Gabbard’s Exit From House to Leave Democrats With 1 Less Centrist Voice

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Rep. Tulsi Gabbard opted not to run for reelection to a fifth term in Congress and will be leaving office when the 116th Congress adjourns this week, but the Hawaii Democrat will be missed.

That’s because Gabbard is one of the few remaining voices of moderation in her increasingly left-wing party in Congress. Her recent sponsorship of three pieces of legislation, as well as her principled vote against the COVID-19 relief bill, bear that out.

On Dec. 10, she introduced a bill that, if enacted, would protect girls and women from being forced to compete in sports against transgender biological males.

Gabbard sponsored H.R. 8932, the Protect Women’s Sports Act, with Rep. Markwayne Mullin, R-Okla., “to clarify Title IX protections for female athletes [are] based on biological sex,” according to a statement announcing the introduction of the bill.

The legislation would stop schools from receiving federal funding if they allow transgender males and females to play athletics on teams with students of the opposite biological sex.       

Gabbard, who unsuccessfully sought the 2020 Democratic presidential nomination, said she wants to protect Title IX’s original intent, “which was based on the general biological distinction between men and women athletes, based on sex.”

The Hawaii lawmaker released an eight and a half-minute video on Twitter offering detailed background on Title IX and an explanation of why she’s co-sponsoring the bill.

“It is the height of hypocrisy for those who claim to be advocates for women’s rights to deny that there is even such a thing as a woman, biologically speaking—to deny the very biological distinction that makes women women, and not men,” she said.      

Emilie Kao, director of the DeVos Center for Religion and Civil Society at The Heritage Foundation, commended the Hawaii Democrat.

Rep. Gabbard took a courageous stand for fairness and female athletes around the country.

Biology matters in many areas. It matters in sports because it determines competitiveness, performance, and results.

There is widespread bipartisan support for keeping male and female sports separate. Americans know that the law should protect fair competition by acknowledging the reality of sex differences.

A day earlier, on Dec. 9, Gabbard also introduced H.R. 8923, which would amend the U.S. criminal code “to ensure a health care practitioner exercises the proper degree of care in the case of a child who survives an abortion or attempted abortion.”

The bill is similar to a bipartisan piece of legislation introduced earlier this year that was rejected. Gabbard received criticism on social media for offering “redundant” legislation.

But Melanie Israel, a research associate at Heritage’s DeVos Center, said Gabbard’s bill should be praised, not mocked.

Protecting babies who survive an abortion procedure shouldn’t be controversial. And this is not a hypothetical problem. Data from both the Centers for Disease Control and Prevention, as well as various state health departments, report disturbing cases of infants surviving abortions.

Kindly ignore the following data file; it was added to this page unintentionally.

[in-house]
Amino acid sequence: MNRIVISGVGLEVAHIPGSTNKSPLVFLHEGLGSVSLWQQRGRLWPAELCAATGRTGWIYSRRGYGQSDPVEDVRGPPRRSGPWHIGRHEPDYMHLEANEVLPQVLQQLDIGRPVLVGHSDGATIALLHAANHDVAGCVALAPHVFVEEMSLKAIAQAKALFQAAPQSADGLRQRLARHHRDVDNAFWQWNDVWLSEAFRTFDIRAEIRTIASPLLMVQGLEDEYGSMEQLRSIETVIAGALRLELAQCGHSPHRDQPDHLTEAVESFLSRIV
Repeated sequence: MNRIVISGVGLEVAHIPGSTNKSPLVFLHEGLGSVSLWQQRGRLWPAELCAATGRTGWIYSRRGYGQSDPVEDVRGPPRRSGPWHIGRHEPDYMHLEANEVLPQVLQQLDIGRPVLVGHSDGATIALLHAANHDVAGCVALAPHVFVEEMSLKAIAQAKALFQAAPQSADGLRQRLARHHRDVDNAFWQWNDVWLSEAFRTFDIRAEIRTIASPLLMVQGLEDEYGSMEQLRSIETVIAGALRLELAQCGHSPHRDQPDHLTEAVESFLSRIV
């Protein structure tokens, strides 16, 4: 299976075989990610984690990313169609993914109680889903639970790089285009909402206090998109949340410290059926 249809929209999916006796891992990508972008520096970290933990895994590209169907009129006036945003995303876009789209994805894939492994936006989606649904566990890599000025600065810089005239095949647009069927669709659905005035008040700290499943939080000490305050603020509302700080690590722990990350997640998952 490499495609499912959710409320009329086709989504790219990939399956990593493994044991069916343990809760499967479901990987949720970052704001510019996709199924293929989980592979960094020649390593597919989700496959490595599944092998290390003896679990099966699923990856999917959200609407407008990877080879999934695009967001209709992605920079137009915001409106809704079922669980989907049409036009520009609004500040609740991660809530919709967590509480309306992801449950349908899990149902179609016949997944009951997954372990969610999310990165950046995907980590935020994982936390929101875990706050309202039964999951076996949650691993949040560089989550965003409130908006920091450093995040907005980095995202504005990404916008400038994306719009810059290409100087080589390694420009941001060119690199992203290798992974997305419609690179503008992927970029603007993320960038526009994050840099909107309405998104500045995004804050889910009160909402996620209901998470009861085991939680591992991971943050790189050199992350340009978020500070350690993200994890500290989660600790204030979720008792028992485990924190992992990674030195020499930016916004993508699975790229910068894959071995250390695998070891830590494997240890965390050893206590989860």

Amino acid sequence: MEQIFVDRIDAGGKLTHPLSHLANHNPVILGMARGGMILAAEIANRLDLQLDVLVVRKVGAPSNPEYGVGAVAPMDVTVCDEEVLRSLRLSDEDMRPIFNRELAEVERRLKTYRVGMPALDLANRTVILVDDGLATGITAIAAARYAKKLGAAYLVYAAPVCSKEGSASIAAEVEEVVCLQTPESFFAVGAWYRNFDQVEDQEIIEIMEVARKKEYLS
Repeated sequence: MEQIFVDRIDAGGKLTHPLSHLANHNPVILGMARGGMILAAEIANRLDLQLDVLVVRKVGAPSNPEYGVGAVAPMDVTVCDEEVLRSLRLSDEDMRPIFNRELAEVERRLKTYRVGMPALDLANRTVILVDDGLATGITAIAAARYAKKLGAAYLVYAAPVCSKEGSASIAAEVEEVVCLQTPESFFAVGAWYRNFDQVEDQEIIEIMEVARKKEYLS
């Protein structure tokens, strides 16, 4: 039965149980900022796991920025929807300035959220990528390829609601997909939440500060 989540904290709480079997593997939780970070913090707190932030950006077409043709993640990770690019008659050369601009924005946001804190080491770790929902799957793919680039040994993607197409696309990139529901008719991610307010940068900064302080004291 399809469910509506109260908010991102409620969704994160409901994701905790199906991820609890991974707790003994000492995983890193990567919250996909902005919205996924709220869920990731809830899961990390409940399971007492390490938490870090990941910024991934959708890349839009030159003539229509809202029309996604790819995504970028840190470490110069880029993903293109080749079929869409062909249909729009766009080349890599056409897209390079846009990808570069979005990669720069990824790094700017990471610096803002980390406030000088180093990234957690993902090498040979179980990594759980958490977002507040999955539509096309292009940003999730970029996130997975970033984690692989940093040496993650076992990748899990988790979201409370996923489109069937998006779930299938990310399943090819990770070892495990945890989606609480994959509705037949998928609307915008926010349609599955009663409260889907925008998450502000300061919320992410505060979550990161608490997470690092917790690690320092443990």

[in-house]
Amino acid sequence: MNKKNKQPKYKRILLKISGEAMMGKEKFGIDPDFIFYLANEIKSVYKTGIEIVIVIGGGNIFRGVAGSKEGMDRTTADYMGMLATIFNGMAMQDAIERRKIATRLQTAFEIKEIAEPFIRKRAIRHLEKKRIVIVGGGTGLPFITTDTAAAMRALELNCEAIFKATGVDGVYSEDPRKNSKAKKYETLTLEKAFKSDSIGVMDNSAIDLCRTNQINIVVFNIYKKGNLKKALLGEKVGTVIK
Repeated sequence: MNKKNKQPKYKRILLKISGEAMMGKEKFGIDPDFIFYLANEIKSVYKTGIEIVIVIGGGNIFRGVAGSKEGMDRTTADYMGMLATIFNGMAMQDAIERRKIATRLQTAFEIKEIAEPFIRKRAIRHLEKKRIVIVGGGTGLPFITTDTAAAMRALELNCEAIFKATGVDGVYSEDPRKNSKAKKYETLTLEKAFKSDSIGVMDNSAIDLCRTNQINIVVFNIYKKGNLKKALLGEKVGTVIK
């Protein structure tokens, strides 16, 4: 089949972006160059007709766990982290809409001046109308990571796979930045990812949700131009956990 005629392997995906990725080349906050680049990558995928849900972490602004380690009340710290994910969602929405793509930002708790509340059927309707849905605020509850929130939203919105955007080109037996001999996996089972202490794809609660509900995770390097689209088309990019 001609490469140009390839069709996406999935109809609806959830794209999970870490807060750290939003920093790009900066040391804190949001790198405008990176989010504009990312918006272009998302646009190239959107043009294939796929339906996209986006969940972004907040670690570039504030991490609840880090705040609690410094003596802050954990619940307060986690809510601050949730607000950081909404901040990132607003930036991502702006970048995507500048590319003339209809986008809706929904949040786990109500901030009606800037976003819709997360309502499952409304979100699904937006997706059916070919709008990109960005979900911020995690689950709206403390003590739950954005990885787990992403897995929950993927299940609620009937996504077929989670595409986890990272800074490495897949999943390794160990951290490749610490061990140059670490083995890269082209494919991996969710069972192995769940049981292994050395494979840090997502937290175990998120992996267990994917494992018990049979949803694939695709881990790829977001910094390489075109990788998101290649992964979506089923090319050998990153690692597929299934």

Current federal law recognizes these infants as ‘persons,’ but there are no requirements that health care practitioners provide care for such infants.

In effect, a baby can be left to die after surviving an abortion without any clear legal consequences. The status quo is unacceptable, and the remedy shouldn’t be subject to partisan handwringing.

Gabbard introduced yet another pro-life bill, H.R. 8939, “to protect pain-capable unborn children.” It essentially would ban abortions after 20 weeks, unless the life or health of the mother is at risk.

These bills are all commonsense and based on science. They protect the vulnerable among us, whether they are infants fighting to survive or women looking just to compete on a level playing field in a world where transgender males “identify” as females and win competitions unfairly.      

But Gabbard’s support for these bills makes her an outlier in an increasingly liberal party.

The prospective Biden administration has said it would seek to enact the so-called Equality Act, which would expand anti-discrimination laws to protect LGBTQ individuals, posing a threat to religious freedom, and to repeal the Hyde Amendment, which since 1980 has barred federal funding for most abortions.    

Gabbard, whose 2nd Congressional District encompasses the entire state of Hawaii outside of Oahu, has also departed from her party’s left-wing orthodoxy in other ways. 

She announced she would refuse to receive the COVID-19 vaccine available to members of Congress until after elderly Americans have received it. In a tweet, she lambasted “arrogant, unelected [Centers for Disease Control and Prevention] bureaucrats” for failing to put older generations—who are more vulnerable to the coronavirus—first.

The outgoing congresswoman also voted Dec. 21 against the COVID-19 relief package and described the $600 qualifying Americans will receive as “a slap in the face to every American struggling due to the pandemic.”

Gabbard described the bill as a “representation of the screwed-up priorities of Washington” and tweeted, “You deserve better.”

Of course, Gabbard’s voting record was hardly perfect, but her refusal to reflexively fall in line with fellow liberals when important issues are involved was a breath of fresh air in an era when identity politics reign and when few politicians seem to speak for their constituents and instead automatically align with their respective sides.

The post Gabbard’s Exit From House to Leave Democrats With 1 Less Centrist Voice appeared first on The Daily Signal.

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